A large PDF file containing the 12 drawings accompanying the proposals is available here. An even larger version is available here.

Some FoCW members had trouble viewing this very large file showing all the drawings at once and we have some less detailed clips to give a quick view to those with less powerful PCs

Phase 2 Table Plans_reduced_en 1
Phase 2 Table Plans_reduced_en 2
Phase 2 Table Plans_reduced_en 3
Phase 2 Table Plans_reduced_en 4
Phase 2 Table Plans_reduced_en 5
Phase 2 Table Plans_reduced_en 6
Phase 2 Table Plans_reduced_en 7
Phase 2 Table Plans_reduced_en 8
Phase 2 Table Plans_reduced_en 9
Phase 2 Table Plans_reduced_en 10
Phase 2 Table Plans_reduced_en 11
Phase 2 Table Plans_reduced_en 12

The plans are certainly an improvement on early drafts seen by the FoCW that severed Centurion Way at Bishop Luffa School.

Concerns remain about how cycles will cross the junction between Westgate and Sherbourne Rd. Initial viewings of the drawings indicate that cyclists may be expected to use unsuitable pavements inappropriately converted to shared use cycle tracks. An image clipped from one of the proposals drawings is shown below.

The light grey areas in the image above indicate areas intended for cycling.

 

6 Months of Counter Data Collected on Centurion Way at Bishop Luffa

The Friends of Centurion Way have now collected 6 months of data monitoring how people use the path!

A chart of the paths usage throughout June 2021 is shown below:

 

Blue bars represent Northbound traffic and red bars represent Southbound traffic

Friday the 18th saw remarkably high traffic of 1,191 northbound journeys and 1,001 southbound journeys. This gave a total of 2,192 journeys counted on the 18th June.

A .csv format file containing the data from June 2021 is available on the following link http://centurionway.org.uk/wp-content/uploads/2021/07/2021-07-01.csv

Raw data recorded by the counter in May is available here http://centurionway.org.uk/CounterData/2021-07-01.MEM

The raw data can be read using the IMMotion software available here https://www.im-motion.com/downloads/

Overview of Path Usage over the Past Six Months

CW Path Usage at Bishop Luffa for the first Six Months of 2021

Year

Month

Northbound

Southbound

Total

2021

Jan

12788

13151

25939

2021

Feb

12808

12955

25763

2021

March

16663

16978

33641

2021

April

14095

13878

27973

2021

May

16380

16245

32625

2021

June

17359

16553

33912

Since the start of the 2021 New Year 180,903 journeys had been counted by the evening of July 1st 2021

 

White House Farm Phase 2 Outline Plans including the Southern Access Road are to be Finally Revealed on Wednesday the 30th June 2021

Friends of Centurion Way have campaigned since October 2017 to retain existing good quality walking and cycling facilities on the western side of Chichester.

The initial 2017 Southern Access Road (SAR) proposals involved the removal of the southern end of Centurion Way with cyclists being relocated in both directions onto an unsuitable shared use pavement passing through multiple school bus stops. The proposed shared pavement also included a difficult to negotiate crossing of the northern arm of a new roundabout at Bishop Luffa School. It was planned that people travelling between Chichester and Fishbourne would have to make a lengthy detour to the north to reach a shared pedestrian/cycle SAR crossing and then double back on themselves back past the opposite side of the new Bishop Luffa roundabout to reach the footbridge. This diversion would increase these walking and cycling journeys by just over 276 metres going in either direction! A ChiCycle article detailed these issues here.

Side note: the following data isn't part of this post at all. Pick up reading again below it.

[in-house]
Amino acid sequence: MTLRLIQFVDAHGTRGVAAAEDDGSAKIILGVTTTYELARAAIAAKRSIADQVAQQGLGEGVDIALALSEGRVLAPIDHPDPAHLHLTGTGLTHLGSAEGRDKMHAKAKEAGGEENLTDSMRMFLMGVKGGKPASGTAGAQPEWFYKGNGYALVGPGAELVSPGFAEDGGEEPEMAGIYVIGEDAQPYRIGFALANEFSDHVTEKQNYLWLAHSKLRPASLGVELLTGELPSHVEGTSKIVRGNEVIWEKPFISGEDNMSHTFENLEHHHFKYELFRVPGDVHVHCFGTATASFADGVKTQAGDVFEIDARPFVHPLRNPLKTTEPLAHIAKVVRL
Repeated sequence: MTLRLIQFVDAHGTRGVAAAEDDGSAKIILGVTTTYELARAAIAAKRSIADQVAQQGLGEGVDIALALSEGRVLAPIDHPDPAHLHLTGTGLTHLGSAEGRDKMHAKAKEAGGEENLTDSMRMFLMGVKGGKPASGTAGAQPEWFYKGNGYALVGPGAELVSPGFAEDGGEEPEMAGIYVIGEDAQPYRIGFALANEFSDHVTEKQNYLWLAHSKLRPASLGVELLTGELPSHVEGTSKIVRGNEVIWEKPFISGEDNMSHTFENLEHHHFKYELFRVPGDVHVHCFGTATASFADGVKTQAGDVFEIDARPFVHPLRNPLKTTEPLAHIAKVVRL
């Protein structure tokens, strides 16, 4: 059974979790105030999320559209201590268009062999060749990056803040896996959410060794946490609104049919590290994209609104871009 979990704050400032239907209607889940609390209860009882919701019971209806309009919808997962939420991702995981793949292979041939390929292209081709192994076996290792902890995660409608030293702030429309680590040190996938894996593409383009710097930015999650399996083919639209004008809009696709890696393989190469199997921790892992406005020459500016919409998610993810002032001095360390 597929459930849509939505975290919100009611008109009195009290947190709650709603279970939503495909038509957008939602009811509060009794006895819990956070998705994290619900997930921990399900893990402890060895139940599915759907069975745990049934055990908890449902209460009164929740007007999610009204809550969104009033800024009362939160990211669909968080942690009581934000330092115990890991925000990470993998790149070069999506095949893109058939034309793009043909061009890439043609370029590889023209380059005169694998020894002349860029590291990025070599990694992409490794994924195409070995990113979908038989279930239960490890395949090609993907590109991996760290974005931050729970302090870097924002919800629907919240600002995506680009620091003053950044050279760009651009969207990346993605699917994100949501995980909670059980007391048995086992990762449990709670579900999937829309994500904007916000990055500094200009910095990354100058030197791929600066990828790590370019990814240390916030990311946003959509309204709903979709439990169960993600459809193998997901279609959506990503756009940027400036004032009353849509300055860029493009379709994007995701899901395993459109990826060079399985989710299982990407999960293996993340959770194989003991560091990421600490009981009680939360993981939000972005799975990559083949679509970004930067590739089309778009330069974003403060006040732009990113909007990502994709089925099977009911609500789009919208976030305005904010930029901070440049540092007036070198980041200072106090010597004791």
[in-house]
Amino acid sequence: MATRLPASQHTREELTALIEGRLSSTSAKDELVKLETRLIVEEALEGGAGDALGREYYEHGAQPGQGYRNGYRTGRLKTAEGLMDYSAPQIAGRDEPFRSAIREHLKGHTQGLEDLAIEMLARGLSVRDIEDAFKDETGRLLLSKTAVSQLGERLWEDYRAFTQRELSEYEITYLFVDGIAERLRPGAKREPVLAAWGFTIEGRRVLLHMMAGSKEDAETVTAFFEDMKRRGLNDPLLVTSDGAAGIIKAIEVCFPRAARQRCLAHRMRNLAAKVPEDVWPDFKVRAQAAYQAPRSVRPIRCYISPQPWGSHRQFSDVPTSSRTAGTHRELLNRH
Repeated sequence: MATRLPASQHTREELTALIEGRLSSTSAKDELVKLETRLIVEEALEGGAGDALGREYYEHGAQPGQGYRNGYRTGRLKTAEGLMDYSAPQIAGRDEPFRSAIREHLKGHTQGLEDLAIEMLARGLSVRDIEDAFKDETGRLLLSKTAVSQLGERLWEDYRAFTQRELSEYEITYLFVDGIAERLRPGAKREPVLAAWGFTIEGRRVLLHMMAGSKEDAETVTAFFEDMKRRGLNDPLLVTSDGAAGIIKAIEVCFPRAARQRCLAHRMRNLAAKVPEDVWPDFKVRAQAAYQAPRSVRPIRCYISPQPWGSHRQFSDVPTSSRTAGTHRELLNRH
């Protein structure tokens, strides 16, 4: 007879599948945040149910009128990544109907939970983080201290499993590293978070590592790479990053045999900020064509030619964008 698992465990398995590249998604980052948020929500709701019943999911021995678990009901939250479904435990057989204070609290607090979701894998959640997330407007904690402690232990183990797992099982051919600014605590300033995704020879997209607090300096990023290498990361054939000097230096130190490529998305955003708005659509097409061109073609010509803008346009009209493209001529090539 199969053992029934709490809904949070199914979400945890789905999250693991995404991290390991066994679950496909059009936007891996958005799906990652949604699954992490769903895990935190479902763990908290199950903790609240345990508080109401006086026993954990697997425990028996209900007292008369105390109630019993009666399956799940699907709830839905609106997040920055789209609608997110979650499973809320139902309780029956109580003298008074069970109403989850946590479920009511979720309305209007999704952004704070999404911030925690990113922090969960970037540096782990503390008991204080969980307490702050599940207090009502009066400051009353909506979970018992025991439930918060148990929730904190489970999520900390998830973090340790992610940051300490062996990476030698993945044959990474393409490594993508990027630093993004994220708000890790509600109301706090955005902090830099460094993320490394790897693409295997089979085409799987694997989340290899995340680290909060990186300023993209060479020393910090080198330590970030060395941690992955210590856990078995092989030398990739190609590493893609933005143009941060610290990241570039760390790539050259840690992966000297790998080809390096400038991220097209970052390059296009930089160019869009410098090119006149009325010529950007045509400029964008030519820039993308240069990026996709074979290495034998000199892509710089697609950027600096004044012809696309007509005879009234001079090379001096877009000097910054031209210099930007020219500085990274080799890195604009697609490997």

The initial poor quality draft plans for the (SAR) appeared to have been rejected by our local planing authorities but this has left the Friends of Centurion Way campaign in a strange limbo situation ever since. For four years Linden Miller have flatly refused to discuss their plans for the SAR claiming that disclosure might compromise commercial negotiations. Finally in late June 2021 we are about to find out what is planned for the SAR that should already be opened to construction traffic if Planning Performance Agreements had been adhered to. Linden Miller are only now readying themselves to disclose the new plans to residents and the wider local community.

Local planing authorities and Linden Miller originally agreed a time table (Planning Performance Agreement) for the development where the SAR would be opened for construction traffic by the completion of the 125th dwelling. This was reported by the Chichester Observer in an article Southern access delay fears at Whitehouse Farm (31st July 2017). It can also be viewed as an informative statement within the Phase 1 outline planning agreement on page 14. It states:

49) The Planning Performance Agreement and Development Delivery Timeline set out a commitment by the applicant to seek to deliver the southern access to the site within a specified timescale. In light of this, the Local Planning Authority anticipates that the southern access will be available for use by construction traffic no later than occupation of the 125th dwelling forming part of the Phase 1 scheme hereby permitted and that the southern access will be available for all traffic no later than occupation of the 225th dwelling as outlined in the agreed Planning Performance Agreement and the associated Development Delivery Timeline. The Local Planning Authority is committed to working with the developer and other relevant bodies with a land interest to deliver this.

Our fear is that the new SAR proposal will look similar to the original draft plan illustrated below.
Draft SAR route from 2017